Thoughts on a first day
Well… not quite the start to my first day in a new job I was hoping for. I arrived at Slough train station in plenty of time only to find that all trains running between London Paddington and Reading were suspended. Roughly 90 mins later I was finally on a train and, nearly two hours late, I rocked up to the office, tail between my legs. Luckily everyone was very understanding and from what I can tell, it seems like that was just rotten luck. It does remind me though of some of the memories of commuting into London from ~9 years ago that I had pushed to the back of my mind.
I’ll be honest, it felt like a huge culture shock to go into a new office and meet lots of new people. It’s not so much that the culture of the new office is fundamentally different from the old one (although there are some notable differences), it more that I just haven’t regularly ‘worked in an office’ for nearly two years. Even when I was in the office in my old role it was with only a handful of familiar faces and it felt rare to be working with anyone as apposed to just sat near them. It very much helped that I was greeted and supported by a familiar face, someone I used to work with a few years ago and have kept in contact with since.
It’s far too early to pass comment on what it might be like working there but the initial signs are positive. People seem interested in the knowledge and experience I bring from the last role and the culture is friendly and inclusive. My laptop and phone worked from the get-go which is always a bonus! I’ll admit though, I was shattered at the end of the day. It hadn’t been particularly stressful or taxing (I’m very much just getting my feet under the desk at this point) but I guess it was a lot to take in. I really struggled to get back out of the bed after lying with Dragon to get her to sleep at her bedtime!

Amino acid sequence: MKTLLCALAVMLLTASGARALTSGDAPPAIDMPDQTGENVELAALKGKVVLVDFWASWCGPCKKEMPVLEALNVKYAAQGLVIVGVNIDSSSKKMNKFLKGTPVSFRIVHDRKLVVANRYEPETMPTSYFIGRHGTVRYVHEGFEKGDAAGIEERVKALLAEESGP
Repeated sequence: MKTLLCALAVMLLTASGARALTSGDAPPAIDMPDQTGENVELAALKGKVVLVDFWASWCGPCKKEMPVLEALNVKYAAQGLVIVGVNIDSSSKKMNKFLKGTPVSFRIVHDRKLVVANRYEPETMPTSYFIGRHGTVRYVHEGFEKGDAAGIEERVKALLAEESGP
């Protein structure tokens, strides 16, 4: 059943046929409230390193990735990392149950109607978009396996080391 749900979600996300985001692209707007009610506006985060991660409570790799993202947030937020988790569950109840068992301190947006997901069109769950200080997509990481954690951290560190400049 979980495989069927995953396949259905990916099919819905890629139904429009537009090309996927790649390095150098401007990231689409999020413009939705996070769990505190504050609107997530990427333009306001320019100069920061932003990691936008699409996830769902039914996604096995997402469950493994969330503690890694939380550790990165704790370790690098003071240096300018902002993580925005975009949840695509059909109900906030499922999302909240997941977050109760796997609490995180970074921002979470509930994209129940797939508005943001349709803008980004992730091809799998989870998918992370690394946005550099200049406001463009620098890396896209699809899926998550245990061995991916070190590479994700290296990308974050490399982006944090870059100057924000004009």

One thing that was really odd was being back in Oxford. I’m working only about a 10 minute walk from where I lived for the first 17 years of my life and I probably walked past the office front door hundreds of times as a child. It’s a sign of my age that I spent much of the time outside (we walked to a restaurant for lunch) commenting on how it had changed and pointing out what this building used to be and why that place had nostalgic memories. There are probably more people I know in Oxford than in any city/town in the country despite having moved away years ago – with many of the people now there having also returned after periods elsewhere. Having two small children is far from conducive for a post-work social life but I hope I get to use the fact that I’m in Oxford and not driving to make the most of catching up with people for drinks now and then.
Two weeks later…
Well its fair to say that that first week ended up being a bit of a whirlwind and I haven’t had a chance to add to this blog post since that first day. The commuting problems of that first day, it turns out, are not so unusual. I think 3 of my first 4 train journeys were fairly significantly affected (i.e. more than just a delay to the one train in my journey). But at least by then I had the laptop and the ability to work from home on the days I could see that it was going to be a problem.